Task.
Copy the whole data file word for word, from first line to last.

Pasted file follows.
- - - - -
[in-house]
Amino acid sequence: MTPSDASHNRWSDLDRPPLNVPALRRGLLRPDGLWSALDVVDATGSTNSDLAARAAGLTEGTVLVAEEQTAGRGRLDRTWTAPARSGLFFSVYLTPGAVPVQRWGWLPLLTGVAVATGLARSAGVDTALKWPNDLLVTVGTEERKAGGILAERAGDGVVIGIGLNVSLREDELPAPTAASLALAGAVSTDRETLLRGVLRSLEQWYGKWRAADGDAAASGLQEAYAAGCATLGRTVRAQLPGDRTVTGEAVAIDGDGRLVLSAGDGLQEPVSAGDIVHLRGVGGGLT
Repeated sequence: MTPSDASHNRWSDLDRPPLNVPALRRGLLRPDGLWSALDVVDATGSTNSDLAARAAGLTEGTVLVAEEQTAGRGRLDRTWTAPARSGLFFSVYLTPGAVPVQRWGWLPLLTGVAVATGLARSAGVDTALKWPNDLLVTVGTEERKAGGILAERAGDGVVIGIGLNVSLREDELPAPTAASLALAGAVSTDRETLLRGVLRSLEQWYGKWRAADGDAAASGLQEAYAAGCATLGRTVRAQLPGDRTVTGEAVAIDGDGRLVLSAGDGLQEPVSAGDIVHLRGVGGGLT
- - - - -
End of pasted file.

[in-house]
Amino acid sequence: MTPSDASHNRWSDLDRPPLNVPALRRGLLRPDGLWSALDVVDATGSTNSDLAARAAGLTEGTVLVAEEQTAGRGRLDRTWTAPARSGLFFSVYLTPGAVPVQRWGWLPLLTGVAVATGLARSAGVDTALKWPNDLLVTVGTEERKAGGILAERAGDGVVIGIGLNVSLREDELPAPTAASLALAGAVSTDRETLLRGVLRSLEQWYGKWRAADGDAAASGLQEAYAAGCATLGRTVRAQLPGDRTVTGEAVAIDGDGRLVLSAGDGLQEPVSAGDIVHLRGVGGGLT
Repeated sequence: MTPSDASHNRWSDLDRPPLNVPALRRGLLRPDGLWSALDVVDATGSTNSDLAARAAGLTEGTVLVAEEQTAGRGRLDRTWTAPARSGLFFSVYLTPGAVPVQRWGWLPLLTGVAVATGLARSAGVDTALKWPNDLLVTVGTEERKAGGILAERAGDGVVIGIGLNVSLREDELPAPTAASLALAGAVSTDRETLLRGVLRSLEQWYGKWRAADGDAAASGLQEAYAAGCATLGRTVRAQLPGDRTVTGEAVAIDGDGRLVLSAGDGLQEPVSAGDIVHLRGVGGGLT